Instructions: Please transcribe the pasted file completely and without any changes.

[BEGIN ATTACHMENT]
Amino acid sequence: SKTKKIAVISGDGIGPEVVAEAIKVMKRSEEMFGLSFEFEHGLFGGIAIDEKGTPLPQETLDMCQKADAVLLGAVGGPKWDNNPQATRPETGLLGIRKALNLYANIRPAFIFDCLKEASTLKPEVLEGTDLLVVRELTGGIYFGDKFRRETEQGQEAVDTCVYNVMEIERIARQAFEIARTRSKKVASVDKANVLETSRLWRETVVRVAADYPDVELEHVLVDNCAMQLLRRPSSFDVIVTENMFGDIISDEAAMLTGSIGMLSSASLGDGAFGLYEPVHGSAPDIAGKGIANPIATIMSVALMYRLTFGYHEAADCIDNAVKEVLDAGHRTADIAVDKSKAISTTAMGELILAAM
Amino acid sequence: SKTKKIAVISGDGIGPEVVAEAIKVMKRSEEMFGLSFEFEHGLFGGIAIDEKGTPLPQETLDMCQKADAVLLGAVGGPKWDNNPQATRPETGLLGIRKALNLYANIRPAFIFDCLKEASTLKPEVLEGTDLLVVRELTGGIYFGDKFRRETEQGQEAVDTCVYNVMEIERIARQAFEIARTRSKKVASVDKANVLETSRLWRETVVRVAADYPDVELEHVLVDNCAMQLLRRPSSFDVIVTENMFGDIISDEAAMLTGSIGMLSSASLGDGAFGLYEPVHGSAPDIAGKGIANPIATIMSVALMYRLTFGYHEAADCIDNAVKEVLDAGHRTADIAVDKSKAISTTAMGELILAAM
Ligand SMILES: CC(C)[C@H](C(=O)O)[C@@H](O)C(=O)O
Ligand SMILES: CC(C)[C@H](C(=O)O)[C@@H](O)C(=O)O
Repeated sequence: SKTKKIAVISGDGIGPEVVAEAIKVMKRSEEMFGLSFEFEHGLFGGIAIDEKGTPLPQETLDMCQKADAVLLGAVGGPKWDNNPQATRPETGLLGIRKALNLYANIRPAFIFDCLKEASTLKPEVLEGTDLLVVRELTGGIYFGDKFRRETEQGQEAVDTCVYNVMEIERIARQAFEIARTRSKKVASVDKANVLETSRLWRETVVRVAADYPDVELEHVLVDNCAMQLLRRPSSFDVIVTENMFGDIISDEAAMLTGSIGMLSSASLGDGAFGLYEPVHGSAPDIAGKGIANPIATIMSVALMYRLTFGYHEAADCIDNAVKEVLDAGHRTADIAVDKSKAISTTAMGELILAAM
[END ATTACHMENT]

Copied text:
Amino acid sequence: SKTKKIAVISGDGIGPEVVAEAIKVMKRSEEMFGLSFEFEHGLFGGIAIDEKGTPLPQETLDMCQKADAVLLGAVGGPKWDNNPQATRPETGLLGIRKALNLYANIRPAFIFDCLKEASTLKPEVLEGTDLLVVRELTGGIYFGDKFRRETEQGQEAVDTCVYNVMEIERIARQAFEIARTRSKKVASVDKANVLETSRLWRETVVRVAADYPDVELEHVLVDNCAMQLLRRPSSFDVIVTENMFGDIISDEAAMLTGSIGMLSSASLGDGAFGLYEPVHGSAPDIAGKGIANPIATIMSVALMYRLTFGYHEAADCIDNAVKEVLDAGHRTADIAVDKSKAISTTAMGELILAAM
Amino acid sequence: SKTKKIAVISGDGIGPEVVAEAIKVMKRSEEMFGLSFEFEHGLFGGIAIDEKGTPLPQETLDMCQKADAVLLGAVGGPKWDNNPQATRPETGLLGIRKALNLYANIRPAFIFDCLKEASTLKPEVLEGTDLLVVRELTGGIYFGDKFRRETEQGQEAVDTCVYNVMEIERIARQAFEIARTRSKKVASVDKANVLETSRLWRETVVRVAADYPDVELEHVLVDNCAMQLLRRPSSFDVIVTENMFGDIISDEAAMLTGSIGMLSSASLGDGAFGLYEPVHGSAPDIAGKGIANPIATIMSVALMYRLTFGYHEAADCIDNAVKEVLDAGHRTADIAVDKSKAISTTAMGELILAAM
Ligand SMILES: CC(C)[C@H](C(=O)O)[C@@H](O)C(=O)O
Ligand SMILES: CC(C)[C@H](C(=O)O)[C@@H](O)C(=O)O
Repeated sequence: SKTKKIAVISGDGIGPEVVAEAIKVMKRSEEMFGLSFEFEHGLFGGIAIDEKGTPLPQETLDMCQKADAVLLGAVGGPKWDNNPQATRPETGLLGIRKALNLYANIRPAFIFDCLKEASTLKPEVLEGTDLLVVRELTGGIYFGDKFRRETEQGQEAVDTCVYNVMEIERIARQAFEIARTRSKKVASVDKANVLETSRLWRETVVRVAADYPDVELEHVLVDNCAMQLLRRPSSFDVIVTENMFGDIISDEAAMLTGSIGMLSSASLGDGAFGLYEPVHGSAPDIAGKGIANPIATIMSVALMYRLTFGYHEAADCIDNAVKEVLDAGHRTADIAVDKSKAISTTAMGELILAAM